Prove it

Many of us use DNA for clues in our genealogy. A DNA match may connect us to a cousin or a location where sources exist with the answer to our kinship mystery. Yay! But what about those times when we don’t find a document with the direct evidence; maybe we find more pieces to the puzzle, and we want to use the DNA as part of the solution. If you ever want to say that you’re confident that A is the child of B because of one or more DNA matches, I’ve got a website recommendation for you!

The Board for Certification of Genealogists (BCG) strives to “promote attainable, high, and uniform standards of competence and ethics among genealogists through programs of outreach, publication, and education.” This isn’t limited to certified or professional genealogists; BCG has content to help all of us. And for DNA, I’d like to call your attention to  their DNA Resources page: Many—but not all—of the sources they suggest are available online for free.

* Case studies *: Would you like to read case studies to see how genealogists successfully combined DNA evidence with documentary research to prove a parent-child relationship? Dozens of such articles have been identified in the section “Scholarly journal articles on DNA, 2001 to present, by BCG associates.”

‘Proof’ by Nick Youngson CC BY-SA 3.0 Alpha Stock Images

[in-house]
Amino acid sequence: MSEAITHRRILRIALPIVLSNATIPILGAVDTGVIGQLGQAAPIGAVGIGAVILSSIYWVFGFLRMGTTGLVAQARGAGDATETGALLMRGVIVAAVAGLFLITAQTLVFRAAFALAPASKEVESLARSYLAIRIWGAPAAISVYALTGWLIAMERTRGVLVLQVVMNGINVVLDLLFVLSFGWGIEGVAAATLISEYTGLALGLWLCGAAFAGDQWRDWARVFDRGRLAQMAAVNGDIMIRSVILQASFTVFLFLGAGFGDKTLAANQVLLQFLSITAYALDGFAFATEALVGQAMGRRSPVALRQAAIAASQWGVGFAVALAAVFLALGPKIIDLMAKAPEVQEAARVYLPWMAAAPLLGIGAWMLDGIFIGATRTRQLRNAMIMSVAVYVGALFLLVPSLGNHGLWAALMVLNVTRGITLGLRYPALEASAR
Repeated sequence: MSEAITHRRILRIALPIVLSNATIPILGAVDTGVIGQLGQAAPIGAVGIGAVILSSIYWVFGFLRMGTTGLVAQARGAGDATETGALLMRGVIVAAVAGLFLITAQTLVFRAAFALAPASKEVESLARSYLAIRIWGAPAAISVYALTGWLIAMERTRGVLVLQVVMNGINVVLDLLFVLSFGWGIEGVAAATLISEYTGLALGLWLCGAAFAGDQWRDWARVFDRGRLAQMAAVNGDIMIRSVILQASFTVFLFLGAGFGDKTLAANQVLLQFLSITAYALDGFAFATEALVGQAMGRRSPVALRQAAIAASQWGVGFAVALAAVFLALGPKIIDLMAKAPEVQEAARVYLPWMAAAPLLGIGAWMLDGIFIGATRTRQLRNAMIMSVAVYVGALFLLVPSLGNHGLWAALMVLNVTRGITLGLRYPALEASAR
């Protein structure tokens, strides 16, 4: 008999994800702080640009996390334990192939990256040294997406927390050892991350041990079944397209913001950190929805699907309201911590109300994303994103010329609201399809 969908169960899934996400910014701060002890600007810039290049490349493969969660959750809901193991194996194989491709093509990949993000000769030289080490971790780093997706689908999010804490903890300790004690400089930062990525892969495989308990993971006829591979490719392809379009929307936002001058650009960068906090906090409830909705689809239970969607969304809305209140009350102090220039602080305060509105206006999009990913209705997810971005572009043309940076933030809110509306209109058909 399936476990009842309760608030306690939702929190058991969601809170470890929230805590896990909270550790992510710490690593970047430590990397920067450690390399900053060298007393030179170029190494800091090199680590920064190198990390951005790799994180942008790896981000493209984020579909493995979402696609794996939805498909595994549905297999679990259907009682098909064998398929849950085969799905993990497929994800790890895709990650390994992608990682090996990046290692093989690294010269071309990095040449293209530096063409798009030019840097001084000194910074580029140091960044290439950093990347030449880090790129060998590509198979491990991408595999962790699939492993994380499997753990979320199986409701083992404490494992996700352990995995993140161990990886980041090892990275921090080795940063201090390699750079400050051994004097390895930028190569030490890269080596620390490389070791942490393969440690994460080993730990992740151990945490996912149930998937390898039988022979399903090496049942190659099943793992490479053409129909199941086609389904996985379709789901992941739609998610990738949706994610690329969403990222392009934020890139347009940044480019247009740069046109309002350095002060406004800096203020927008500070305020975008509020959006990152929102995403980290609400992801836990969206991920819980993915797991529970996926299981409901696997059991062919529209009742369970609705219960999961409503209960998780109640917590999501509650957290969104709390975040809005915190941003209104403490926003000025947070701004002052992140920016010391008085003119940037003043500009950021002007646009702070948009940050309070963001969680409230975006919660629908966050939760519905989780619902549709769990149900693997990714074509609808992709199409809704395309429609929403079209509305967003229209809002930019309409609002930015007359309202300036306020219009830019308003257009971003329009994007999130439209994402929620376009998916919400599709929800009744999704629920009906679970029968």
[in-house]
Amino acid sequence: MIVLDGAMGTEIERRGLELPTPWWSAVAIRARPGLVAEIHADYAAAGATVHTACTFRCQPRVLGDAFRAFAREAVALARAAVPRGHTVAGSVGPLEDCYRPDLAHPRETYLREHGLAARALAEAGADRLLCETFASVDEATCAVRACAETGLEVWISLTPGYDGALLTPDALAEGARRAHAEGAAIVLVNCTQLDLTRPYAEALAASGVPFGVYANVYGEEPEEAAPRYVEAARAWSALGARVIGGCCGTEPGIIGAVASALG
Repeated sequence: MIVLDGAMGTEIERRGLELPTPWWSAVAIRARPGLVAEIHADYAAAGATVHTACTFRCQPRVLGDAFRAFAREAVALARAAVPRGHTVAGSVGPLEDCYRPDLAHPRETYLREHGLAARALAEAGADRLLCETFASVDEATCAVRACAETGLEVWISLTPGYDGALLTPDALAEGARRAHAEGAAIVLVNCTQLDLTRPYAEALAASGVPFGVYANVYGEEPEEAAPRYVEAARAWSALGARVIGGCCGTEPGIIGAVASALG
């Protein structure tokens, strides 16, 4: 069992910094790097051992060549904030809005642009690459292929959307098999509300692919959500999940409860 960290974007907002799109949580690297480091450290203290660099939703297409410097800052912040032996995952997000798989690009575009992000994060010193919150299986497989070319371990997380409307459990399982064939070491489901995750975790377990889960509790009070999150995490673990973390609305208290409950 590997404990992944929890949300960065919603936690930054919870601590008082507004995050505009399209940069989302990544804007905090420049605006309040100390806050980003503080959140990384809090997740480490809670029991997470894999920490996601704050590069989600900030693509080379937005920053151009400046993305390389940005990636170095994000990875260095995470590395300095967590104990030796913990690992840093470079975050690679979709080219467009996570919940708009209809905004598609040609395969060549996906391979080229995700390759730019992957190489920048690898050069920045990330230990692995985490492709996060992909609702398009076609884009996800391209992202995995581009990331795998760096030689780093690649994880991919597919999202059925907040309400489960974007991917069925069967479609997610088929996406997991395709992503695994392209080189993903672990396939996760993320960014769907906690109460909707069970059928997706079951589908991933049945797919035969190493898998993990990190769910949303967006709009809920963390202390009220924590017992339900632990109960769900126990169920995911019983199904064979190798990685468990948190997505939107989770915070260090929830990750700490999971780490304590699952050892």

* Webinars *: Legacy Family Tree offers their subscribers multiple webinar opportunities to hear genealogists walk us through how they used DNA to solve a case. BCG provides a list of those webinars here.

* Magazine articles *:  Many magazine articles are recommended here. There are links to the 14-part series from NGS Magazine called “Genetic Genealogy Journey” by Debbie Parker Wayne. Four other DNA articles are also noted, which address standards, research planning, and reasonably exhaustive research.

* Commentary and citations *: Two articles by the editors of the NGSQ are suggested here, and two additional articles by Elizabeth Shown Mills on citations, including her QuickLesson 21, which is available online to all.

* Books *: Two books are recommended here: Genetic Genealogy in Practice by Blaine Bettinger and Debbie Parker Wayne, and Advanced Genetic Genealogy: Techniques and Case Studies, edited by Debbie Parker Wayne.

BCG, Genealogy Standards, 2d edition (Washington, DC.:, 2019).

Finally, there is a section for * DNA Frequently Asked Questions *, which elaborates in helpful detail on the Genealogy Standards specific to DNA and includes discussion on a handful of miscellaneous questions at the end.

Anyone who wants to claim an ancestor based on DNA matches would be well-advised to check out the resources on this valuable page!

Good luck!

Oct 2021 © Ann Raymont, CG®

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